Thursday, August 26, 2010

George Writes Home

Today at Beverly Ford: August 26, 2010

Portion of a letter from George Fox (6th New Jersey Infantry/Third Corps) to his brother:

Camp 6th N. J. Vols near Beverley Ford Va. Aug 26th/[18]63
Dear Brother
I have just received your welcome Letter and I now set down to answer it.

We have quite a change in the weather. Last night about dark we had a hard shower and heavy wind and it blew up so cold that we nearly froze in the night. It looked queer this morning to see the boys standing around Cook fires. They have all got their wish for they all was complaining of the weather being so warm.

We have not moved and I do not believe we will for a while. Conscripts is beginning to come in here. The Eleventh Massachusetts received near three hundred the other day. There is going to be three conscripts shot next Saturday for deserting. They belong to the Corn Exchange Regt. (118 Pa) and lay right near us. I was over there today and saw them.

I am in first rate health hope this will find you all the same. I weigh more than I ever did before.
I was over to see the 14th Jersey the other day about one half of them is sick. They are just beginning to find out what soldering is. When I set down to write I hardly know what to write about as it is so dull in Camp nothing going on except the Boys playing Ball.

Give my love to all of our Folks also to Annie, Eddie, Joe and take a large portion for yourself and I Remain
Your Affectionate Brother George W. Fox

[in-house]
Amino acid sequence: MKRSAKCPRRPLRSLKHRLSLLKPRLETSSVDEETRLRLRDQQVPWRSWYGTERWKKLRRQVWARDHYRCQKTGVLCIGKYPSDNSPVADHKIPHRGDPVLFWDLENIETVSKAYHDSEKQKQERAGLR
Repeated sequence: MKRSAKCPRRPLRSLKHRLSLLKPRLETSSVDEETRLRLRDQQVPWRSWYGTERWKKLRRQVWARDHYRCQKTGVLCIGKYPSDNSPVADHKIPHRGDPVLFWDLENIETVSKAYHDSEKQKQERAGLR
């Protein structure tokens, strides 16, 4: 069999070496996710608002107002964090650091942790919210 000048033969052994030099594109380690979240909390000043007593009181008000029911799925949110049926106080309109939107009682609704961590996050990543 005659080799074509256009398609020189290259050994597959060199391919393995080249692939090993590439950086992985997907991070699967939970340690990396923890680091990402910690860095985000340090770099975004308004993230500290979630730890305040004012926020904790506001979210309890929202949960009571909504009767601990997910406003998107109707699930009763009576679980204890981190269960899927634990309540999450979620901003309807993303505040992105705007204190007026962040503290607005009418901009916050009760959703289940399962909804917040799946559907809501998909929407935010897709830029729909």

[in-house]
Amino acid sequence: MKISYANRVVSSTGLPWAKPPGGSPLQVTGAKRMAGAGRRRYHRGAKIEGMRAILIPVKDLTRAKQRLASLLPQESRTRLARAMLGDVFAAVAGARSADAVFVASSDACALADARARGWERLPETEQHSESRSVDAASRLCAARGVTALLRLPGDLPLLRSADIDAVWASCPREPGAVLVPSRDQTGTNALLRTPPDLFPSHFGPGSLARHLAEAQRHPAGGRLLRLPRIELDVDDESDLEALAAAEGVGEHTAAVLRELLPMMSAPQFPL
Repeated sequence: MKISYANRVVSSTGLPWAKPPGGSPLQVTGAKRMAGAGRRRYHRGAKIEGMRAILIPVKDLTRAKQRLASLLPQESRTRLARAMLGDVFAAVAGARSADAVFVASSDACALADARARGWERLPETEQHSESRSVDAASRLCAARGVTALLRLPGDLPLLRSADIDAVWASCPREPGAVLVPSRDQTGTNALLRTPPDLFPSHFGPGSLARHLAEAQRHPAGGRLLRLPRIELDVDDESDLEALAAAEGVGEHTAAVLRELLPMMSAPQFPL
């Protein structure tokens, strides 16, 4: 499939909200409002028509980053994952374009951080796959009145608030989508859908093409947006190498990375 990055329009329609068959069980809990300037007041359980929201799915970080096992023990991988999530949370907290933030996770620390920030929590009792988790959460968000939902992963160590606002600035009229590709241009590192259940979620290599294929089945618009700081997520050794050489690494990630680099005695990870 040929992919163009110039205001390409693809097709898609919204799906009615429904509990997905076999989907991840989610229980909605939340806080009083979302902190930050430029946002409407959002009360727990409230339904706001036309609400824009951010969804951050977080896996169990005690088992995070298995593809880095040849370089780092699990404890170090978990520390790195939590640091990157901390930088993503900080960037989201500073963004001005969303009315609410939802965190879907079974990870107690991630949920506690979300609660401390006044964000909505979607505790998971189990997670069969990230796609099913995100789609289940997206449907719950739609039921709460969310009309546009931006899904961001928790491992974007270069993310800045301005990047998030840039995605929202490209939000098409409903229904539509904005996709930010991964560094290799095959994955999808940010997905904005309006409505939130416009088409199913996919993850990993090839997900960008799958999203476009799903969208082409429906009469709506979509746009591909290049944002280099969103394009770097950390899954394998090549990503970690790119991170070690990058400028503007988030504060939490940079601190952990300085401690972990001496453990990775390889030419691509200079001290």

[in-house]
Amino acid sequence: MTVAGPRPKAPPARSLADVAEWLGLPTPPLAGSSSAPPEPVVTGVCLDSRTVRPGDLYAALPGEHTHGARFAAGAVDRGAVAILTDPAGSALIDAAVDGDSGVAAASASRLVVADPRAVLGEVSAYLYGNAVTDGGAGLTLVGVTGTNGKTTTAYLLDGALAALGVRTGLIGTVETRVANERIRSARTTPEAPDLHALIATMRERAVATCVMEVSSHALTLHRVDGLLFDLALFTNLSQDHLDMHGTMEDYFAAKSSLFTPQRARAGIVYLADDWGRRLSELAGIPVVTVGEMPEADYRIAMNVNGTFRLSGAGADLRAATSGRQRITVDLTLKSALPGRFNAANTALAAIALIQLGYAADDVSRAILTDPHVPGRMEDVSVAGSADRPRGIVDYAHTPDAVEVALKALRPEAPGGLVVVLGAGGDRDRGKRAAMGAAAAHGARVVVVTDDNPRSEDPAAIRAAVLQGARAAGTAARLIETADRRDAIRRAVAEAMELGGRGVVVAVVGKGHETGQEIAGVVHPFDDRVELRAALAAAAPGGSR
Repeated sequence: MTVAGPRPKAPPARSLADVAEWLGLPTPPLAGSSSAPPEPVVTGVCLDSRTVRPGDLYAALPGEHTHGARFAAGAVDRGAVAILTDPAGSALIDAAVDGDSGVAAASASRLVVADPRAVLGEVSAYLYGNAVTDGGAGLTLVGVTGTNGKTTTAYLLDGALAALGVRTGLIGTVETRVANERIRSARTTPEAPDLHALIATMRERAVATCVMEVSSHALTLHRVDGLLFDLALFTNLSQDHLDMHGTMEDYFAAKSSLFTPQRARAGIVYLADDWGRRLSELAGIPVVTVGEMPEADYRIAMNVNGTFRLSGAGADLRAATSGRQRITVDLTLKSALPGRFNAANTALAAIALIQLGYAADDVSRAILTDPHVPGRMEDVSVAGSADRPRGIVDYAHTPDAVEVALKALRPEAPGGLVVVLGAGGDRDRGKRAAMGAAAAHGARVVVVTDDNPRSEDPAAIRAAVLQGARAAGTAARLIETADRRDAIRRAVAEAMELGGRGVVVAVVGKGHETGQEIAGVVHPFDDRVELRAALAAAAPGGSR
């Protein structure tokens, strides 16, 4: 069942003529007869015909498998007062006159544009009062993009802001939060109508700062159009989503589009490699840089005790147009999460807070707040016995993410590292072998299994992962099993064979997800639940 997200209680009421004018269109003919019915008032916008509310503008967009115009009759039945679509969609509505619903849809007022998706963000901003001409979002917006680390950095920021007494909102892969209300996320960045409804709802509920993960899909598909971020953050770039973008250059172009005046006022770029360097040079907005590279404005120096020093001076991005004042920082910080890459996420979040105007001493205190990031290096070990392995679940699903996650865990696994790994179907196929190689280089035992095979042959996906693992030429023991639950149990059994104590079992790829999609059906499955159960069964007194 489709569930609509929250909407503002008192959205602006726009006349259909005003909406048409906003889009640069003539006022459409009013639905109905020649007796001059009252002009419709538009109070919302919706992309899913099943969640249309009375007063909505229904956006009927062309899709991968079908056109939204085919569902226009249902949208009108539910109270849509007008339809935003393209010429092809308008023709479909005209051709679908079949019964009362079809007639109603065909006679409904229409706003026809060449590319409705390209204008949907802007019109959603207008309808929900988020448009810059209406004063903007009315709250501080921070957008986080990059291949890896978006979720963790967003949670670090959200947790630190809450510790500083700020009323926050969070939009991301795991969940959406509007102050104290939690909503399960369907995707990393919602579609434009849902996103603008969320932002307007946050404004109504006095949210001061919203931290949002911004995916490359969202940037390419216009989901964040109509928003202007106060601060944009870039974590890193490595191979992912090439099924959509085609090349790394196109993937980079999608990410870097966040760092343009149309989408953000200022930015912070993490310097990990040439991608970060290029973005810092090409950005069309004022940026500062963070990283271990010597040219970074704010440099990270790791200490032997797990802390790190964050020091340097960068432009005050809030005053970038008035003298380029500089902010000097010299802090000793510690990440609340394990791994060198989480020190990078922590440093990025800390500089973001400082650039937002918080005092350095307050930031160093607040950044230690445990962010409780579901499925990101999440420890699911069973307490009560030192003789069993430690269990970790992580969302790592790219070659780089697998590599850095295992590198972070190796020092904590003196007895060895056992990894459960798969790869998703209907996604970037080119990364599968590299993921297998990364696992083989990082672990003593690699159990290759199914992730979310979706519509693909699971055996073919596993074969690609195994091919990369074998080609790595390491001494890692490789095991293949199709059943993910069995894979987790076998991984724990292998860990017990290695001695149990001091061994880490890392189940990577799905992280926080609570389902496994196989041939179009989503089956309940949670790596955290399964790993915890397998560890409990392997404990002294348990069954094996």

George tells us a few interesting things. The hot weather has finally broken, to the point where soldiers gather around the fire to stay warm. Conscripts have begun to filter into camp, the volunteers that flocked into service are now gone. For the remainder of the war it will be mostly conscripts and bounty soldiers.

George also mentions the five soldiers of the Corn Exchange Regiment awaiting execution. These men, all conscripts who spoke no English, deserted either before they arrived in camp or just after. They are to be shot in two days.

George claims good health, but the men of the 14th New Jersey are not doing as well. The 14th is a new regiment and are adapting to life in camp. Finally, he mentions life has gotten dull and playing ball. Playing baseball was a common experience in camp, as was a form of cricket. And I have to feel that George would prefer dull camp life than fighting; but fighting will bring the war to the end and George home.

George Fox transferred to the 8th New Jersey in July 1864, and was mustered out a year later

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